After we had had made the decision to move to Taos, I kept going back to the memory of going to get wood with my Father, brother, sister, and great uncle felix. Of all of the things to be excited about, going out again was what I was most excited about.
Yesterday I packed up my fathers truck to go harvest cedar fire wood and went out this time with out them. I am at this strange point where I am bridging the gap between child and adult, where I am no longer the one going for the ride. My brother is in college in Albuquerque, my sister and dad were watching over Felix who for the past few years had been battling countless problems, as he had just came home on hospice.
It was a beautiful day, the sky's were clear and the sun was out. While I was about to make the turn into the forest I got a call from my sister, at first I couldn't hear what she was saying, but I knew exactly what had happened. My great uncle had passed away at the age of 67. As I hung up the phone there were conflicting emotions, at first I was sad I wasn't there with them, but immediately after I realized there was no where I would rather have been. Felix had been like a grandfather to me, my real grandfather died when I was young, and was probably the smartest man I knew. He would help me with home work and answer all the crazy questions I would bring hime. He was the brother to a family of mostly women, all of which grew up poor here in New Mexico, he nor any of his sisters owned a car, or even knew how to drive. They all walked to work and almost worked every day no matter what and always had the biggest hearts despite there lack of material goods. Despite him being gone physically he will live on in these memories in me.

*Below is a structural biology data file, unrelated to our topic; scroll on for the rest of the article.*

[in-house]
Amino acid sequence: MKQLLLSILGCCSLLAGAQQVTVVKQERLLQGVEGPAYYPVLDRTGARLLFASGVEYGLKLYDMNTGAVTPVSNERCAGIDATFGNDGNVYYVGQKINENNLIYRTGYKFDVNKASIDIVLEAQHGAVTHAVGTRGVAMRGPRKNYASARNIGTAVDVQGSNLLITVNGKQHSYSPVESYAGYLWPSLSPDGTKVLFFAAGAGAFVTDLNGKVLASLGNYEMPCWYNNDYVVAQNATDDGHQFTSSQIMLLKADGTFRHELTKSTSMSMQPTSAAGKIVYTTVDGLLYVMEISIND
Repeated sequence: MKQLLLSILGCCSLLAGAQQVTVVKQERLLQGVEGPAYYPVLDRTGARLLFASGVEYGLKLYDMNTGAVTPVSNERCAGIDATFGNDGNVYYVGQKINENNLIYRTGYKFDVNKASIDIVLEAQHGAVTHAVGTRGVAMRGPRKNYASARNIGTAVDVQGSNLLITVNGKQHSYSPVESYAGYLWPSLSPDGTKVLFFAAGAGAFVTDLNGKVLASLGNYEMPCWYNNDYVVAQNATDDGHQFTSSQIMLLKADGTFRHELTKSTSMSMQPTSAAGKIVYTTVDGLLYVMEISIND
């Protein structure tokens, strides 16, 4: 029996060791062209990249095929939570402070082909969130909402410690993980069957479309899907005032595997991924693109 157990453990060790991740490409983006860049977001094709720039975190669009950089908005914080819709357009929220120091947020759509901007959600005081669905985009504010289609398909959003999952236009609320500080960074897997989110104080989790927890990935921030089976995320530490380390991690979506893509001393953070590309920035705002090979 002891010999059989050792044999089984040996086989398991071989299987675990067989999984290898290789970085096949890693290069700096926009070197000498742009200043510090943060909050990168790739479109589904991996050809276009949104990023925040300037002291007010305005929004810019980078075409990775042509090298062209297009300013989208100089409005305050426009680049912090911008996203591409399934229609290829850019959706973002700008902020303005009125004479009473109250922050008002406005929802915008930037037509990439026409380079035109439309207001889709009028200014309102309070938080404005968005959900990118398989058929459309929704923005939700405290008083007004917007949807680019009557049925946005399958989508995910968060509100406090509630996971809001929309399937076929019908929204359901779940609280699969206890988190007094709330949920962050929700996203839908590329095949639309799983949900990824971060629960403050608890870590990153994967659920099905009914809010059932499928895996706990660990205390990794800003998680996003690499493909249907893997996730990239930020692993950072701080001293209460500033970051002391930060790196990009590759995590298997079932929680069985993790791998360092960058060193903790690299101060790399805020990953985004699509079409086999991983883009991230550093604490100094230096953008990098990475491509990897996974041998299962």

I was able to spend the passing of his life in the place that my fondest memories of him were. A sense of ease had taken over me. He had been suffering for the last few years, unable to drink, unable to eat, barely able to talk or move, he was ready to go and now he is at peace. For the relentless truth that we will all die, I stopped and said my goodbyes, offered corn meal, and burnt cedar to help his soul on it's journey. I smiled remembering all the good things about him, took this picture and wished him a nice journey, thanking him for all that he taught me.